Inexpensive RFID tags may be seeing more use in the consumer world, thanks to printable electronic polymers. Available at 1 cent each, the tags can be used to monitor stock and reportedly may reduce inventory costs by up to 10% and staff costs by 20%. Flexible polymer circuits would allow tags to be printed directly onto, or into, low-cost packages during manufacturing. Wal-Mart has already requested its top 100 suppliers to use RFID tags by 2005.
A new service lets engineers and orthopedic surgeons design and 3D print highly accurate, patient-specific, orthopedic medical implants made of metal -- without owning a 3D printer. Using free, downloadable software, users can import ASCII and binary .STL files, design the implant, and send an encrypted design file to a third-party manufacturer.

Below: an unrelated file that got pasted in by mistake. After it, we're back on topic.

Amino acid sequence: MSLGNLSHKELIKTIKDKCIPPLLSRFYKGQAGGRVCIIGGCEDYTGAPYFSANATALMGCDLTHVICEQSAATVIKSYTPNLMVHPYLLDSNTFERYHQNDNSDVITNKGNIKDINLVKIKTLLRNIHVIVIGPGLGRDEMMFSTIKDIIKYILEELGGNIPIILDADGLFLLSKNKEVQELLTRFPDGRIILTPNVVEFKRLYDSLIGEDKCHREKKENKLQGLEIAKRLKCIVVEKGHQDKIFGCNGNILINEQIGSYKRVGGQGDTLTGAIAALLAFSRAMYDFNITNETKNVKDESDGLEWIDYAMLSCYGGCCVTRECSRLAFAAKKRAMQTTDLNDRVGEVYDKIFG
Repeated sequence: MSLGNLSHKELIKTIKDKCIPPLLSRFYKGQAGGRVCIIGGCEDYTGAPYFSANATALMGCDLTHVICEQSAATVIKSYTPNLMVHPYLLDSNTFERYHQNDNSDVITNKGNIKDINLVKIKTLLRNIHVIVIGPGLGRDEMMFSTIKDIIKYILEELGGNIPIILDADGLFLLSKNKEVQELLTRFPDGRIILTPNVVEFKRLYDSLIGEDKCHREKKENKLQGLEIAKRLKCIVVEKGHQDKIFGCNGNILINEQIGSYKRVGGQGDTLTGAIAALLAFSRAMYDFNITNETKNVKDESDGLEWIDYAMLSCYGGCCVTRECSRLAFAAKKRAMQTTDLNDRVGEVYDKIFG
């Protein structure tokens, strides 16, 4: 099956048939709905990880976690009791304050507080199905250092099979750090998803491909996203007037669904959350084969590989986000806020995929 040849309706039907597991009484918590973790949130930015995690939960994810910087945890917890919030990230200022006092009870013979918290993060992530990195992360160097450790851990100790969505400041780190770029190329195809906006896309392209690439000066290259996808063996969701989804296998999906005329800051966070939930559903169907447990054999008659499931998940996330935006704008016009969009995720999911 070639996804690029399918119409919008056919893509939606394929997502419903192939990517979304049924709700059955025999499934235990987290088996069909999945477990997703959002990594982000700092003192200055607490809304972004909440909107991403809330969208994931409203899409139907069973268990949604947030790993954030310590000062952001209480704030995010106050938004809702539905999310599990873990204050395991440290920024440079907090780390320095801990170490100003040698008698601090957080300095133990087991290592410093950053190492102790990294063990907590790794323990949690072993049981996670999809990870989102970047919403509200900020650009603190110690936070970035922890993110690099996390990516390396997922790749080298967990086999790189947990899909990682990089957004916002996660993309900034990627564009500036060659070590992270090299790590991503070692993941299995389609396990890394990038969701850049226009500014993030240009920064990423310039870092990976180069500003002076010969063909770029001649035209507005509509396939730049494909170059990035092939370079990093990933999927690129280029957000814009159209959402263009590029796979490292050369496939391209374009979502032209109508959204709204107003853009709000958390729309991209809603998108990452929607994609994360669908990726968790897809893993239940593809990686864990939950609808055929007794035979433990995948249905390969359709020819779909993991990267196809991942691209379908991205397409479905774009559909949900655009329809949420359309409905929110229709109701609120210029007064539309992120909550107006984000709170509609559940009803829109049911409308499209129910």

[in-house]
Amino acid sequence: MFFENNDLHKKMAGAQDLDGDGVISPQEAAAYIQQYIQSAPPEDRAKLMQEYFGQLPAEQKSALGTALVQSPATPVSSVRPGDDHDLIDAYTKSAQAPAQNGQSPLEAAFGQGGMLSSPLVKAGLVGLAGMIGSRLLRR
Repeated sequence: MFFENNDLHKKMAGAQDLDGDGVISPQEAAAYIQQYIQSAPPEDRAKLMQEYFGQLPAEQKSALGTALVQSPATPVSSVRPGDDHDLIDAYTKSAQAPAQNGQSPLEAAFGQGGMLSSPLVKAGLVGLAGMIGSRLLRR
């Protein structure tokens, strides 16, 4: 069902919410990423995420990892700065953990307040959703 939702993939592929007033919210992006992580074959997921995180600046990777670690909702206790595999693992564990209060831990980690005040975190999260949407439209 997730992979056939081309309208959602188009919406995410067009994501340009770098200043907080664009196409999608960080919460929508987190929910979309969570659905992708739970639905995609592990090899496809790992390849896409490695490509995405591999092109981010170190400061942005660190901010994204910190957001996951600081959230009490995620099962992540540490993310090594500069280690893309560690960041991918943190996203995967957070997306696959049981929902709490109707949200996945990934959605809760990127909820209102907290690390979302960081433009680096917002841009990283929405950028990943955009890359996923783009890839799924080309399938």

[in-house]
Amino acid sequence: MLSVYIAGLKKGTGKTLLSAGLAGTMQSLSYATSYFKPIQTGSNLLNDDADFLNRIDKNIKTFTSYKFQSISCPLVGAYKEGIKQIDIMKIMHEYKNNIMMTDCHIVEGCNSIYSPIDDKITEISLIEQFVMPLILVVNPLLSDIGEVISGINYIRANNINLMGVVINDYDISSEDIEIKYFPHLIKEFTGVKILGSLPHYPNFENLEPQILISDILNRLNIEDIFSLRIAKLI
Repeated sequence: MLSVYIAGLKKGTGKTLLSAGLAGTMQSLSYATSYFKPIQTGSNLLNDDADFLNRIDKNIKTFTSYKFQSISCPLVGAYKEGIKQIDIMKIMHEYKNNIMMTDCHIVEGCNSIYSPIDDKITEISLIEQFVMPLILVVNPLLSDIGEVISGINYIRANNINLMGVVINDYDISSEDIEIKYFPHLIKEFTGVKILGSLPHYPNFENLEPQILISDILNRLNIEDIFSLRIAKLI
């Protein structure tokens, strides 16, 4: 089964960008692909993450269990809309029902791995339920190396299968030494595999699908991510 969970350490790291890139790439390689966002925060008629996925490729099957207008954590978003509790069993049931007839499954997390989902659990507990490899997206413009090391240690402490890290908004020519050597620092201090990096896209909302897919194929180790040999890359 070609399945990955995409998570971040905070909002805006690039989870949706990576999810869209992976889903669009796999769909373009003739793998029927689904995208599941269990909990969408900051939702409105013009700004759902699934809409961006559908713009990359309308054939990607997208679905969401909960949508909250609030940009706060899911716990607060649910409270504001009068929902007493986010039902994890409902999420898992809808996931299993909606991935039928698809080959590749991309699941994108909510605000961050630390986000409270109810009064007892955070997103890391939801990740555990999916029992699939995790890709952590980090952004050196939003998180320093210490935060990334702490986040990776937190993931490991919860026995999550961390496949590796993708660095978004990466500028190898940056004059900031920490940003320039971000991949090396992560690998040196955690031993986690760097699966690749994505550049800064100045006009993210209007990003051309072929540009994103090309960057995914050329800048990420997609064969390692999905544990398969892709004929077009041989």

For industrial control applications, or even a simple assembly line, that machine can go almost 24/7 without a break. But what happens when the task is a little more complex? That’s where the “smart” machine would come in. The smart machine is one that has some simple (or complex in some cases) processing capability to be able to adapt to changing conditions. Such machines are suited for a host of applications, including automotive, aerospace, defense, medical, computers and electronics, telecommunications, consumer goods, and so on. This discussion will examine what’s possible with smart machines, and what tradeoffs need to be made to implement such a solution.